Management of Apprenticeship Funds REF#6432

26 Sep 2023 | Human Resource Issue Tackled

Last modified date: 9 Oct 2023

Issue Description

Prakas No.4, Article 8 states that for companies that are unable to comply with the apprenticeship requirements stipulated by the Labour Law, such companies shall pay an apprenticeship tax of 1% of the total annual salaries paid by the company, failing to do so will otherwise result in fines for non-compliance. This Prakas also affirmed that the collected funds are to be deposited into a cash fund that the Ministry of Labour and Vocational Training will use for training development, in collaboration with the Ministry of Economy and Finance and other relevant institutions.

Whilst our members certainly welcome the financing of much needed training and skills development, there are concerns that without private sector involvement, the deployment of the Apprenticeship funds may overlook certain sectors as the Ministry has not yet published guidelines on their use. As the purpose of the funds are to increase the abilities of Cambodian citizens and ultimately raise the productivity and competitiveness of businesses, the private sector is best positioned to advise on the priority areas that stand to benefit the most from improved training and additional funding. Without such involvement, there is an increased risk that the training delivered will be inappropriate for the needs of industry, and the current skills gap that exists across many sectors will continue.

The Royal Government of Cambodia (RGC) has already recognised the importance and benefit of involving a wider group of stakeholders in the planning and management of public funds, as seen by the governing body responsible for the implementation and management of the National Social Security Fund (NSSF), created in 2007. This body is comprised of representatives from the relevant ministries, employers, workers and trade unions, to ensure all stakeholders are given a viable voice in the use of the funds.

Regarding stakeholder engagement in technical and vocational education training, the RGC has also made commendable efforts to more closely involve the private sector in the provision of training to Cambodian workers. The Skills Development Fund (SDF) was set up by the Ministry of Economy and Finance in 2018. It is an industry-driven workforce development programme, providing public funds to complement those from private companies, to build the capacity of their workers by training them across vocational skills in key economic sectors such as manufacturing, construction, ICT, electronics and tourism. As of early 2023, it had implemented 95 training projects, benefitting 10,709 workers in Cambodia, at the expense of USD 5.8 million. SDF relies on a strong network of support from the private and educational sector, comprising 231 enterprises, 33 training providers and 15 business associations.

The range and extent of private-sector engagement in the implementation of the NSSF and the SDF can provide positive inspiration for the RGC on how to engage with the private sector on the management of Apprenticeship funds as well.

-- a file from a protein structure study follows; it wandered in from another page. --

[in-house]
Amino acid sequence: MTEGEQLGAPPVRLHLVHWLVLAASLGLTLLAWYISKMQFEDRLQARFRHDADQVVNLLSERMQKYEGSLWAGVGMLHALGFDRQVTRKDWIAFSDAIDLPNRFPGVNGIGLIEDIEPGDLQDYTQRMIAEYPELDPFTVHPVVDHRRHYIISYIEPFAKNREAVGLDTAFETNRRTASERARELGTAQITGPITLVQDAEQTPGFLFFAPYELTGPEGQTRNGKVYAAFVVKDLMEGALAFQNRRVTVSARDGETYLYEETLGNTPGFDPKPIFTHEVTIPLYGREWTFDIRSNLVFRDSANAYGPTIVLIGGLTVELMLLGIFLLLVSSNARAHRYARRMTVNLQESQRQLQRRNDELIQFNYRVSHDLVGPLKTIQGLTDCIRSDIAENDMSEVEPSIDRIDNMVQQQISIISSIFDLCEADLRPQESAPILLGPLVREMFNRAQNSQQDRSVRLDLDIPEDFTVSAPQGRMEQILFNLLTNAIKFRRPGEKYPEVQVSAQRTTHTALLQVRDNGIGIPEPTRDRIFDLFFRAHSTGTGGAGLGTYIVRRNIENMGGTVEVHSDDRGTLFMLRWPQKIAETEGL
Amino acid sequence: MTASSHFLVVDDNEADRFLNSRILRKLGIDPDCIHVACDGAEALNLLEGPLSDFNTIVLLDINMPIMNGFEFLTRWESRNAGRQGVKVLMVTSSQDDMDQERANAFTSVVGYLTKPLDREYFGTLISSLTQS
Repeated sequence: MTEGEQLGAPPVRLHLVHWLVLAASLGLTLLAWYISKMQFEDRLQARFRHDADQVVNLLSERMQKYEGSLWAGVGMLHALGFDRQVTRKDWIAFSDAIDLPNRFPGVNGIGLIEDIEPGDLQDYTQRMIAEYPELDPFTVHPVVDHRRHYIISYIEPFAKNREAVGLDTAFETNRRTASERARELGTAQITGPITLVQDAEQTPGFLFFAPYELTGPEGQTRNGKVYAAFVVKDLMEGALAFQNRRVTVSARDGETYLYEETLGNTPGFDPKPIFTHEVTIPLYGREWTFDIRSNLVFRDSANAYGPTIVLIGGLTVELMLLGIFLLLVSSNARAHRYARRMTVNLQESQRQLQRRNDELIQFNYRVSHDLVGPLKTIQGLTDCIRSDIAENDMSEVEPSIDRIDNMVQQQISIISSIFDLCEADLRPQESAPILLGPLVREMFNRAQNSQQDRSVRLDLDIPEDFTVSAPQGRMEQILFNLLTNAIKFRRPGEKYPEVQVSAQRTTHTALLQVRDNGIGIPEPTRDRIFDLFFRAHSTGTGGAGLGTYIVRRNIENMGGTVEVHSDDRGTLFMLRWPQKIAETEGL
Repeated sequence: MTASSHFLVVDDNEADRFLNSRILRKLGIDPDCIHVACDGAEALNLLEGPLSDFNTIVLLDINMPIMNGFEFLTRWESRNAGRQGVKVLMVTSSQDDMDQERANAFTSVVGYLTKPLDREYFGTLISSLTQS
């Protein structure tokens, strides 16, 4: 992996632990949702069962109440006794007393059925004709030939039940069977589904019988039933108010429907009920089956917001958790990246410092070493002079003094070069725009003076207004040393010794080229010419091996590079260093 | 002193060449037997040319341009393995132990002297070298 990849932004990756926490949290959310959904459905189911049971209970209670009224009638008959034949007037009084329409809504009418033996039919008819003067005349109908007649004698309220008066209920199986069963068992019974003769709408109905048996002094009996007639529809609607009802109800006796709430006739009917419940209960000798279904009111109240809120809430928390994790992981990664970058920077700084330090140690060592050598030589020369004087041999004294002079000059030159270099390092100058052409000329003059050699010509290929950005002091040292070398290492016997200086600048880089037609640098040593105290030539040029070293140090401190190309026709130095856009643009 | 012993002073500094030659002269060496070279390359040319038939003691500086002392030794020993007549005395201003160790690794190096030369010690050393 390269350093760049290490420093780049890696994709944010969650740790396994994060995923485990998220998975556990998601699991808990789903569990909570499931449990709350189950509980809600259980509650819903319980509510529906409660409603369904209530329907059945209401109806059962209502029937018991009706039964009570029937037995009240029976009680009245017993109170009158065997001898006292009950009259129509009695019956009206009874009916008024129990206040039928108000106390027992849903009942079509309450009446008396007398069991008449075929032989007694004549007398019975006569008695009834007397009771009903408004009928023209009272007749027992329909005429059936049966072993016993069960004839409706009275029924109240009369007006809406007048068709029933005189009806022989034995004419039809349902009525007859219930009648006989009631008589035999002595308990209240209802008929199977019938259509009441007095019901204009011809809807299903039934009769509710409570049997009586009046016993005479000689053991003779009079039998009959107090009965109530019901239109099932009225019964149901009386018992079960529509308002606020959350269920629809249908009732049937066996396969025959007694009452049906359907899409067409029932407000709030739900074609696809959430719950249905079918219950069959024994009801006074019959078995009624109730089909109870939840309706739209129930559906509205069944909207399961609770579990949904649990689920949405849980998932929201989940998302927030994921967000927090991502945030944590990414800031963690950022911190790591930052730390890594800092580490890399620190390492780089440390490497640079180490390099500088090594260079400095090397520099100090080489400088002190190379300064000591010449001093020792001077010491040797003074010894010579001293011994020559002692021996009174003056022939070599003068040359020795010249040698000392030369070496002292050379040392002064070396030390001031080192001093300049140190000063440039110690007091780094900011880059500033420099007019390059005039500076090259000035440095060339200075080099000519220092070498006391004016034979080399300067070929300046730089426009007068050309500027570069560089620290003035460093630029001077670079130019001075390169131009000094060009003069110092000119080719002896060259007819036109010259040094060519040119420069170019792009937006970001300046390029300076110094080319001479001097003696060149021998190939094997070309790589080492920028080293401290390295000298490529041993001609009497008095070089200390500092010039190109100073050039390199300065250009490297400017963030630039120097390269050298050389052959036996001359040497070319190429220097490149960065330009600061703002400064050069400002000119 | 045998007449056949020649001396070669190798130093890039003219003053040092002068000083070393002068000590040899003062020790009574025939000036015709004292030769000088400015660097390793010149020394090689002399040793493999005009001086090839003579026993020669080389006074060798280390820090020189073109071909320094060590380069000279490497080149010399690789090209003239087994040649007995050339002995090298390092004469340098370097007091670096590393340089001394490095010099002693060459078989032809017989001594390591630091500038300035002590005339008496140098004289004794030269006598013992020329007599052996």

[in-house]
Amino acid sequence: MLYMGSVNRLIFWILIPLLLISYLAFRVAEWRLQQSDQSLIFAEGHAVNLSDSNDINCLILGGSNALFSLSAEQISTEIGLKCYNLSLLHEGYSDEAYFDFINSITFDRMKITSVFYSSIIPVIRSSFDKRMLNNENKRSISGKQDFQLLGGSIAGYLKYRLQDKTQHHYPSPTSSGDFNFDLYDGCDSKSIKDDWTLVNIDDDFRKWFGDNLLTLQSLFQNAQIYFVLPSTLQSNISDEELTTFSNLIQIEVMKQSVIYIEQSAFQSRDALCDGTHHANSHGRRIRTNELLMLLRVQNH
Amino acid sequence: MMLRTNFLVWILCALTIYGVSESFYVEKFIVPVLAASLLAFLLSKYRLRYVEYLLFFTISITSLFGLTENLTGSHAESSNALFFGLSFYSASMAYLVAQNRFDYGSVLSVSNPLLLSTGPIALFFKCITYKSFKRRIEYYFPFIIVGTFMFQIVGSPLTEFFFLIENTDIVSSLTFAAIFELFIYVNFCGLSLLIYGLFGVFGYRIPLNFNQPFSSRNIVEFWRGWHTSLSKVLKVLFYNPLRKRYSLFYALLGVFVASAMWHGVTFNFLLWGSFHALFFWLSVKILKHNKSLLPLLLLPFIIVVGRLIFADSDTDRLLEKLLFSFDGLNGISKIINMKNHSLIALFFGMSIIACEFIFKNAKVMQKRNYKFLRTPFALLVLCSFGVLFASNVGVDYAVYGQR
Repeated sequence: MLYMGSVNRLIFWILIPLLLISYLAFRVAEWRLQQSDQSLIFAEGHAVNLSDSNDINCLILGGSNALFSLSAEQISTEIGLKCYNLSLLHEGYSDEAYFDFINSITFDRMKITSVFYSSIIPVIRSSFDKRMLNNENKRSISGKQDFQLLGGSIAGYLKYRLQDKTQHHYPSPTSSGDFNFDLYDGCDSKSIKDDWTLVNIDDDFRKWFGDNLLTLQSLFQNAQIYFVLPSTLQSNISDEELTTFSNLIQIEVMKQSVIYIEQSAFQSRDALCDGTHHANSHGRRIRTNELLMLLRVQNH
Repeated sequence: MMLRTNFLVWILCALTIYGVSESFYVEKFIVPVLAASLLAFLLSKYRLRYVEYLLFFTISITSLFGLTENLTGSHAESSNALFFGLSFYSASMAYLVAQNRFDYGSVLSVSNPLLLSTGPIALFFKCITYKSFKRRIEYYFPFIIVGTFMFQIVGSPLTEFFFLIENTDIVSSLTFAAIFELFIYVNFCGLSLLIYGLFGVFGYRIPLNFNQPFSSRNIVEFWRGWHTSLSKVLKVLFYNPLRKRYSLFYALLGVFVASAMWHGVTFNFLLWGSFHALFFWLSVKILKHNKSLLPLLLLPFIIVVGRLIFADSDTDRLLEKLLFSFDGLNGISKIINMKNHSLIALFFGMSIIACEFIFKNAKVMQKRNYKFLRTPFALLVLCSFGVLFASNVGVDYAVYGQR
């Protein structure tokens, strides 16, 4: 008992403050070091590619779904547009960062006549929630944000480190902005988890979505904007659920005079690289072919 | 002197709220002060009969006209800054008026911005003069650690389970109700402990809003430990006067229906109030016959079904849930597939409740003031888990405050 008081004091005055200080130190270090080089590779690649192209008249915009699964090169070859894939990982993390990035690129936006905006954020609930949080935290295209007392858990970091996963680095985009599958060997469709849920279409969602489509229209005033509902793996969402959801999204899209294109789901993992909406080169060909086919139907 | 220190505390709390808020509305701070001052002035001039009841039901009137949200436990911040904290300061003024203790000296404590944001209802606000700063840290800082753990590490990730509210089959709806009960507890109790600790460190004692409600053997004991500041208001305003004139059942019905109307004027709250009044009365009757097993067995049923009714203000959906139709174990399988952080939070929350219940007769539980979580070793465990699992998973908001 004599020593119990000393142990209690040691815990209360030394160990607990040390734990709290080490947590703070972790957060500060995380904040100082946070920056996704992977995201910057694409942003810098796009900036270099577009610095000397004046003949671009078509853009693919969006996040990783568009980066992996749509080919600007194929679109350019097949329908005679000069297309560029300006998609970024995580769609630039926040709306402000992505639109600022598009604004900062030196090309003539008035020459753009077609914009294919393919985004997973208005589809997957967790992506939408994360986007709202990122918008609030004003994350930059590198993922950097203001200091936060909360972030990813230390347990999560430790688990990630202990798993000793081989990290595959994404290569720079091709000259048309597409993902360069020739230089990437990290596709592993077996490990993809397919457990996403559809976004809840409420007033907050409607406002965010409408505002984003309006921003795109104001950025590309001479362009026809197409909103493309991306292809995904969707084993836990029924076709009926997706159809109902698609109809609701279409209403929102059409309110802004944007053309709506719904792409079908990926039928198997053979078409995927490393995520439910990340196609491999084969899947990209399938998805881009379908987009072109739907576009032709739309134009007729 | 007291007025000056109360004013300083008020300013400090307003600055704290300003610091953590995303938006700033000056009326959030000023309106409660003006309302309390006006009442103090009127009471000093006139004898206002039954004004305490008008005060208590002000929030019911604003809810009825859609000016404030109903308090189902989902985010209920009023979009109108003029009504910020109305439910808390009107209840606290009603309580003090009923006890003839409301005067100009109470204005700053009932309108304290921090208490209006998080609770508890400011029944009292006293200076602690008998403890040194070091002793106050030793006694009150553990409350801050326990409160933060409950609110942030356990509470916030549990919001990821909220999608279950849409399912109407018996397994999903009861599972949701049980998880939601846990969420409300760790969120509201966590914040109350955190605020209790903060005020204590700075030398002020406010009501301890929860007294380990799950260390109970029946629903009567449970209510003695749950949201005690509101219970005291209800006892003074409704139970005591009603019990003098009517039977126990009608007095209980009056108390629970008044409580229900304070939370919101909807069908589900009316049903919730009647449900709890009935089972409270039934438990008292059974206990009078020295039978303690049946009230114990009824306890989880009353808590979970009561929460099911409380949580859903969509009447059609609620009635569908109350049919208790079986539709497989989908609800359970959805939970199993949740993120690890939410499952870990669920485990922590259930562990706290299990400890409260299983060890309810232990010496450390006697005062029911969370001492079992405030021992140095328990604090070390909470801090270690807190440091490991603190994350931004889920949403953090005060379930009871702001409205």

Impact on business

Lack of involvement on the part of the private sector in the planning and management of funds for apprenticeship training could carry risks for Cambodia’s business environment and economic development agenda.

Firstly, it could limit the effectiveness of the apprenticeship training programme. The private sector has a wealth of knowledge and experience in the industry, and their involvement in the management of funds could help ensure that the training provided meets the needs of businesses and is relevant to the current job market.

Secondly, not involving the private sector could limit the number of training opportunities available. Private sector companies may be more likely to offer apprenticeships if they are involved in the management of funds, as they could ensure that the training provided meets their specific needs.

Thirdly, not involving the private sector in the management of funds could limit the growth and competitiveness of businesses in Cambodia. Without a skilled workforce, businesses may struggle to compete in the global market, limiting economic growth and development.

Lastly, it could limit the RGC’s ability to achieve its skills development agenda. The implementation of such agenda will be more challenging without the support of the private sector.

Recommendation

  • Continue engaging with the private sector in the planning and management of funds collected from the Apprenticeship Tax.

We respectfully call for the Ministry of Labour and Vocational Training to continue engaging with representatives of the private sector – particularly via the country’s business associations – to be actively engaged in the planning and management of the funds collected from the Apprenticeship Tax for deployment into workforce training and development.

By doing so, the Ministry will increase the likelihood that the funds will be used on training programmes that maximise the skills and abilities of Cambodian citizens in areas where the economy most demands and effectively prepare individuals for entry into the workforce. We anticipate that by involving more stakeholders in the planning and management, the Royal Government of Cambodia will be able to vastly accelerate its plans for the development of the country’s human capital and workforce.

Dialogue with

Royal government of Cambodia

Initiative from Eurocham: The issue has been raised by the Human Resources Committee within The White Book edition 2024 in the Recommendation No. 76.

No response from the Royal Government of Cambodia

National Counterparts

Ministry of Labour and Vocational Training 

Issue supported by

Contributors

Mr. Chheav Narath

ROYAL UNIVERSITY OF LAW AND ECONOMICS

Dr. Antoine Fontaine

BUN & ASSOCIATES

Mr. François Schnoebelen

NGO ECOLE D’HOTELLERIE ET DE TOURISME PAUL DUBRULE